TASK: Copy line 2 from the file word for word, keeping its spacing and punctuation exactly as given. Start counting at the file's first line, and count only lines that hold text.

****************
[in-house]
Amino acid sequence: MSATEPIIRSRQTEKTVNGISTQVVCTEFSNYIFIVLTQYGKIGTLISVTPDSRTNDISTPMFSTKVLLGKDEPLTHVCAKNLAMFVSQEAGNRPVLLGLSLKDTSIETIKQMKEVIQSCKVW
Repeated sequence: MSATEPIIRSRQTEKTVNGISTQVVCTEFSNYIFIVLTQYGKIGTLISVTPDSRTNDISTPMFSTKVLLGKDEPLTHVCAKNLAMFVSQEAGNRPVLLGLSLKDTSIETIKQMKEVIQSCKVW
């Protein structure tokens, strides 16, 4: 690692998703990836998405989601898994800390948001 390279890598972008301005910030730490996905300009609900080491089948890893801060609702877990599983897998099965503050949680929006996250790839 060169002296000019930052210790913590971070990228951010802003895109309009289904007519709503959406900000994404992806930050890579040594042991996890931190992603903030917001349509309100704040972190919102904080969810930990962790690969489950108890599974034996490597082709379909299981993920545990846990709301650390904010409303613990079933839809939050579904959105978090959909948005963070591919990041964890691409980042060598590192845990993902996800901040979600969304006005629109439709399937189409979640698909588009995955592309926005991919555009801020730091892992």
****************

Amino acid sequence: MSATEPIIRSRQTEKTVNGISTQVVCTEFSNYIFIVLTQYGKIGTLISVTPDSRTNDISTPMFSTKVLLGKDEPLTHVCAKNLAMFVSQEAGNRPVLLGLSLKDTSIETIKQMKEVIQSCKVW